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When I lived there, I rode my bonnie all around the city without overheating....not to say it wasn't hot as hell, and my clutch lever hand wasn't overworked from stop and go....and the sweat from my helmet was blinding me.....man it sucked..... So I shipped her out to Phoenix and took it across the desert midday in +115 deg weather...and holed a piston..... but others convinced me I was running too lean...

Anywhoo, I sympathize but think you might be overthinking it. I'm going to slap on an external cartridge oil filter as part of my ongoing rebuild, and hope the extra capacity helps bring down the temp and clean the oil a little better than the wire mesh filters from yesteryear.

Obviously just my opinion.....keep us posted on what you end up with and how it does - I'd certainly be interested!
 

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Fan

I have a QPD dry clutch which can get ver warm during stop/start traffic, so I fitted a 12v fan from a computer cpu into the primary (which has holes in it) to give some air flow.
Perhaps an oil cooler could utilise the same type of fan.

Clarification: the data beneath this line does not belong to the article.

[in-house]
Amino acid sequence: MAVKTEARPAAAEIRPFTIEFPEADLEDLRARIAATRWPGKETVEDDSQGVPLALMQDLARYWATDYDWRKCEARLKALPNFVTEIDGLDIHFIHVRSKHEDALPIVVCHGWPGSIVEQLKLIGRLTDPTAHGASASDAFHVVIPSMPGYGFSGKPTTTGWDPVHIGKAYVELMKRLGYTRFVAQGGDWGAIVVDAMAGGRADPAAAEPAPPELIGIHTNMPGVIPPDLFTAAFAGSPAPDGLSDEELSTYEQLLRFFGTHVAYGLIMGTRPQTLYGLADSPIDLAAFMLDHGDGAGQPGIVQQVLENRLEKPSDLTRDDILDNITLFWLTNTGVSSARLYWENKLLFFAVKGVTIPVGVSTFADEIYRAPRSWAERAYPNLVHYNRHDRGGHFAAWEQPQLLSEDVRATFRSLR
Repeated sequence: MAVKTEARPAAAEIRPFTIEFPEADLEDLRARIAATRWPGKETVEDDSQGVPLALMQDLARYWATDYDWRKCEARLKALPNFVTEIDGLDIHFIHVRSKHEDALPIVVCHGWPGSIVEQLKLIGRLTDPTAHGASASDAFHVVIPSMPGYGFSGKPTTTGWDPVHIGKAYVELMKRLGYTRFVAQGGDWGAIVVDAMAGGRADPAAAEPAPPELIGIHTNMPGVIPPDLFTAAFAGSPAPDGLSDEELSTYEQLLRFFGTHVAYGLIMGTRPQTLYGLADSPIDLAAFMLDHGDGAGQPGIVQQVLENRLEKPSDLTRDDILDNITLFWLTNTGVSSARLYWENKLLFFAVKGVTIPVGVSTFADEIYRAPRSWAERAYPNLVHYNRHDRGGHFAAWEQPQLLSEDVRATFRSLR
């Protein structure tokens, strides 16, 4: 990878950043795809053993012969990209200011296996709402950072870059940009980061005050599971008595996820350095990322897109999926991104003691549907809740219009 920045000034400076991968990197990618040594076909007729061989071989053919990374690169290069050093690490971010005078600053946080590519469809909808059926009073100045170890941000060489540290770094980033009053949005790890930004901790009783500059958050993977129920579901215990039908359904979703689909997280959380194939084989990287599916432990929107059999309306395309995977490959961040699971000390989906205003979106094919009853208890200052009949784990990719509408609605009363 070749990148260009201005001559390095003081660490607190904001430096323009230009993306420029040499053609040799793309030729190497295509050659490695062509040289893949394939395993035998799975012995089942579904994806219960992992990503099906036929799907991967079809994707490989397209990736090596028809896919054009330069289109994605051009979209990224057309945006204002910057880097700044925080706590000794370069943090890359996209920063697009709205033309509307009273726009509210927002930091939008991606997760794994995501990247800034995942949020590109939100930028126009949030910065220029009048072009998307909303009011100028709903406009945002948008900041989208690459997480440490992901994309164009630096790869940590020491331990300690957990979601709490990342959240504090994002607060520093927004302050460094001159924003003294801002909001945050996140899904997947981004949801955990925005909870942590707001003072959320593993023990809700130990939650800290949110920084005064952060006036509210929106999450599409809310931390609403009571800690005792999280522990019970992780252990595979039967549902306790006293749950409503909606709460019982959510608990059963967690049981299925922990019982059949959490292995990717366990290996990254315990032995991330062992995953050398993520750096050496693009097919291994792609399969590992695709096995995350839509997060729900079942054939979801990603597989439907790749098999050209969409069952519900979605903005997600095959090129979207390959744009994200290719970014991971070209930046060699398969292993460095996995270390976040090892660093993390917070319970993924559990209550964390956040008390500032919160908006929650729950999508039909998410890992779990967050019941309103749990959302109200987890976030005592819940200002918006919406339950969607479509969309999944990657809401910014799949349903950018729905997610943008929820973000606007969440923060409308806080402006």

Mark
 

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In all my years of riding air cooled bikes, I have only ever had one overheat and that was after sitting in stopped traffic for 30 minutes. I have alot of old bikes that are air cooled and never have a problem. Not saying it is a bad idea, just saying I don't think it is really necessary. Just more stuff that could do wrong and more places for leaks to occur. On that note, I am considering installing an external oil filter kit on my 68 Bonnie. I don't really like the fact that there isn't a real oil filter on the bike.

How do you all feel about the external oil filters?

Thanks again,

Rob
 

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I had MAP's oil filter kit on my '70 T120. I think that coupled with regular oil changes would be more helpful than an oil cooler in prolonging engine life.
 

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Discussion Starter · #12 ·
I agree the oil filter addition is a great idea. I have the kit from Coventry Spares installed on my bike.

I'm thinking that regardless of if I do or don't use an oil cooler, that it would be smart to 1st install an oil temperature gauge. Then if my oil's temp stays in an acceptable range, I'll know the oil cooler isn't necessary. If the oil temp gets up too high, (by the way how high is too high for oil temp??), then I'll get the ball rolling to install an oil cooler.

Have any of you guys mounted an oil temperature gauge? Do any of you know which vendor sells a good quality oil temp gauge for a 1970 Triumph 650?